Now, it's over!'

'O no, John, not over. Do not say it's over yet! Not quite yet. I have heard your noble words. I could not steal away, pretending to be ignorant of what has affected me with such deep gratitude. Do not say it's over, 'till the clock has struck again!'

She had entered shortly after Tackleton, and had remained there. She never looked at Tackleton, but fixed her eyes upon her husband. But she kept away from him, setting as wide a space as possible between them; and though she spoke with most impassioned earnestness, she went no nearer to him even then. How different in this from her old self!

'No hand can make the clock which will strike again for me the hours that are gone,' replied the Carrier, with a faint smile. 'But let it be so, if you will, my dear. It will strike soon. It's of little matter what we say. I'd try to please you in a harder case than that.'

'Well!' muttered Tackleton. 'I must be off, for when the clock strikes again, it'll be necessary for me to be upon my way to church. Good morning, John Peerybingle. I'm sorry to be deprived of the pleasure of your company. Sorry for the loss, and the occasion of it too!'

'I have spoken plainly?' said the Carrier, accompanying him to the door.

'Oh quite!'

'And you'll remember what I have said?'

'Why, if you compel me to make the observation,' said Tackleton, previously taking the precaution of getting into his chaise; 'I must say that it was so very unexpected, that I'm far from being likely to forget it.'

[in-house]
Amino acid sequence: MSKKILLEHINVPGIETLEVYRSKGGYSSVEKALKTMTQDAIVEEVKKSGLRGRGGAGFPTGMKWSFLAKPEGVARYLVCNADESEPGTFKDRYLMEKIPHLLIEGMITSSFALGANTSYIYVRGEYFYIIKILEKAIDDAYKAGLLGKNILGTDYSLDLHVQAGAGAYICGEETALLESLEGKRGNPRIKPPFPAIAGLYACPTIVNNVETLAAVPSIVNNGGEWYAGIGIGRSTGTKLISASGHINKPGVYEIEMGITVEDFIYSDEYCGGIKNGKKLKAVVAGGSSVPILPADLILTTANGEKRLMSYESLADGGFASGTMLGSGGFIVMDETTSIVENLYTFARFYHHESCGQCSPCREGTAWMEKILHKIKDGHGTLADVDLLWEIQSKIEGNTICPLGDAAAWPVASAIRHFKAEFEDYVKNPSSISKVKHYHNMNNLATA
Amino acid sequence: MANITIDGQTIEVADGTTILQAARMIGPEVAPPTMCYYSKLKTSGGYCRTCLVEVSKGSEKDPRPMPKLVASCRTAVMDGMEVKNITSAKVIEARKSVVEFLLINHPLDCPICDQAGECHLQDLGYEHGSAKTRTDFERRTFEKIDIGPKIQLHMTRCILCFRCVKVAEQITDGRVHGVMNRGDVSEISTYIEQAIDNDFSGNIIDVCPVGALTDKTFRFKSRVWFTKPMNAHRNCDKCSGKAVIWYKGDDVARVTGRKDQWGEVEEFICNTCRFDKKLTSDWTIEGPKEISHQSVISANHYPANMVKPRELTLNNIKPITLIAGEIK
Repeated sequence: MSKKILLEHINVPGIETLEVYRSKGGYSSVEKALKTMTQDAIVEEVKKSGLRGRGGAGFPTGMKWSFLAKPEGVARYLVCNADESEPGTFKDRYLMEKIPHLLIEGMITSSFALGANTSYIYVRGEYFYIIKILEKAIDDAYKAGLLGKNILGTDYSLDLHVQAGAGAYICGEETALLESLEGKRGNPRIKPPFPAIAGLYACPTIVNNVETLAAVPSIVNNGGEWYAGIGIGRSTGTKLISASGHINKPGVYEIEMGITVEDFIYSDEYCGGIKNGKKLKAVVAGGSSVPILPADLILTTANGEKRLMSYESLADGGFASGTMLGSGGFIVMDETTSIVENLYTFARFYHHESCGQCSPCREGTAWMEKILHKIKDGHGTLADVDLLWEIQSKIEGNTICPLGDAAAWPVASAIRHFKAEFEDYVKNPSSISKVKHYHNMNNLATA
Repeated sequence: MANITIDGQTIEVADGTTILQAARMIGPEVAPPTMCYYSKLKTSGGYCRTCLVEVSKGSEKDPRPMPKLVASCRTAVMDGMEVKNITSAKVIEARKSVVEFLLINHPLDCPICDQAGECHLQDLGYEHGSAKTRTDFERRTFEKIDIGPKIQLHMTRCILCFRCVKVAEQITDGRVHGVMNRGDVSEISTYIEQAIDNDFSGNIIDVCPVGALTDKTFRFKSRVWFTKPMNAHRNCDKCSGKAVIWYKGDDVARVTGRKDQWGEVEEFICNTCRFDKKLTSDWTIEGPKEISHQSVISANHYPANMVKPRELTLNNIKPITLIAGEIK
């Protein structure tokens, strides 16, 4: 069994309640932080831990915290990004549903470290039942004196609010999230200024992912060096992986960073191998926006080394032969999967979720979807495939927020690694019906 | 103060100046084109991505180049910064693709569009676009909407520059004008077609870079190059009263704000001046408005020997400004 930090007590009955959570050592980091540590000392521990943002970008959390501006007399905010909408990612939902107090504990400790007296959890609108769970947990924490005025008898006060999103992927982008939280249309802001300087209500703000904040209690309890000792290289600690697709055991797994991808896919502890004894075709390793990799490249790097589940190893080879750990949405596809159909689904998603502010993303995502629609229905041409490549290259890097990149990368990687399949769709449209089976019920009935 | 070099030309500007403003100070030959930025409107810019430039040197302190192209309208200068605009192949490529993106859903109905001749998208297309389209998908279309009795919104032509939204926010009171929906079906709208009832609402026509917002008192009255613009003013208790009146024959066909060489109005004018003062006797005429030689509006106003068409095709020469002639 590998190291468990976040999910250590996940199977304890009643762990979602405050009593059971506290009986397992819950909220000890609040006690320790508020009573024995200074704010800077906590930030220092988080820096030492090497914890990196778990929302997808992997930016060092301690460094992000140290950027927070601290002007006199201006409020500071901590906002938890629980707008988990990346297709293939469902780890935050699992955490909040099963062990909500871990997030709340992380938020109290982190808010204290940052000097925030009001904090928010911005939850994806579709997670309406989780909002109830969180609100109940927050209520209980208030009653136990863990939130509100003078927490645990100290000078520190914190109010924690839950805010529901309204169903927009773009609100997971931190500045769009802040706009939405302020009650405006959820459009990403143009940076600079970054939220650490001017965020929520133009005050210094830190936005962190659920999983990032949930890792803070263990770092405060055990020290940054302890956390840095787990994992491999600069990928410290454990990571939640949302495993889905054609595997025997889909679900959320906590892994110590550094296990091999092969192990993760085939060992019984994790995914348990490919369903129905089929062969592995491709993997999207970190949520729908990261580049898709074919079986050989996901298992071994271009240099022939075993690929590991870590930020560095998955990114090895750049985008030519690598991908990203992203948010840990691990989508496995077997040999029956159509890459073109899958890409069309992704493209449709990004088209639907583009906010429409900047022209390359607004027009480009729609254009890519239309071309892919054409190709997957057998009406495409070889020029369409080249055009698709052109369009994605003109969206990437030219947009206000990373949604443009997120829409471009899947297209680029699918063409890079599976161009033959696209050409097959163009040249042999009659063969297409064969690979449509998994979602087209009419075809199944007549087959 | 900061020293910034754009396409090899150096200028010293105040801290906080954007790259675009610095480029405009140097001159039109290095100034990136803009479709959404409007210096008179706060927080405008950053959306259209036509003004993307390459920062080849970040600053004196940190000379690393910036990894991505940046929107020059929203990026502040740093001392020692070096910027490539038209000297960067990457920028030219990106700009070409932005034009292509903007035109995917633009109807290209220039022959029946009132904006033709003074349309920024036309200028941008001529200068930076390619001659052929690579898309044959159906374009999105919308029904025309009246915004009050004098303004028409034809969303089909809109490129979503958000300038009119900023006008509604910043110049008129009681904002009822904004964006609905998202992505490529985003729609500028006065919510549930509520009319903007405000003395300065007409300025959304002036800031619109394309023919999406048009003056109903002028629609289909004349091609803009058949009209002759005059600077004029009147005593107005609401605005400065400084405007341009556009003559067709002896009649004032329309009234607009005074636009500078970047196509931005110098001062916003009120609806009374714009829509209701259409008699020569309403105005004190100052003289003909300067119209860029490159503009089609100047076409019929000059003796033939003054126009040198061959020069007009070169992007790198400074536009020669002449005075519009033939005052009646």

'The better for us both,' returned the Carrier. 'Good bye. I give you joy!'

'I wish I could give it to YOU,' said Tackleton. 'As I can't; thank'ee. Between ourselves, (as I told you before, eh?) I don't much think I shall have the less joy in my married life, because May hasn't been too officious about me, and too demonstrative. Good bye! Take care of yourself.'

The Carrier stood looking after him until he was smaller in the distance than his horse's flowers and favours near at hand; and then, with a deep sigh, went strolling like a restless, broken man, among some neighbouring elms; unwilling to return until the clock was on the eve of striking.

His little wife, being left alone, sobbed piteously; but often dried her eyes and checked herself, to say how good he was, how excellent he was! and once or twice she laughed; so heartily, triumphantly, and incoherently (still crying all the time), that Tilly was quite horrified.

'Ow if you please don't!' said Tilly. 'It's enough to dead and bury the Baby, so it is if you please.'

'Will you bring him sometimes, to see his father, Tilly,' inquired her mistress, drying her eyes; 'when I can't live here, and have gone to my old home?'

'Ow if you please don't!' cried Tilly, throwing back her head, and bursting out into a howl--she looked at the moment uncommonly like Boxer. 'Ow if you please don't! Ow, what has everybody gone and been and done with everybody, making everybody else so wretched! Ow-w-w-w!'

The soft-hearted Slowboy trailed off at this juncture, into such a deplorable howl, the more tremendous from its long suppression, that she must infallibly have awakened the Baby, and frightened him into something serious (probably convulsions), if her eyes had not encountered Caleb Plummer, leading in his daughter. This spectacle restoring her to a sense of the proprieties, she stood for some few moments silent, with her mouth wide open; and then, posting off to the bed on which the Baby lay asleep, danced in a weird, Saint Vitus manner on the floor, and at the same time rummaged with her face and head among the bedclothes, apparently deriving much relief from those extraordinary operations.

'Mary!' said Bertha. 'Not at the marriage!'

'I told her you would not be there, mum,' whispered Caleb. 'I heard as much last night. But bless you,' said the little man, taking her tenderly by both hands, 'I don't care for what they say. I don't believe them. There an't much of me, but that little should be torn to pieces sooner than I'd trust a word against you!'

He put his arms about her and hugged her, as a child might have hugged one of his own dolls.

Charles Dickens
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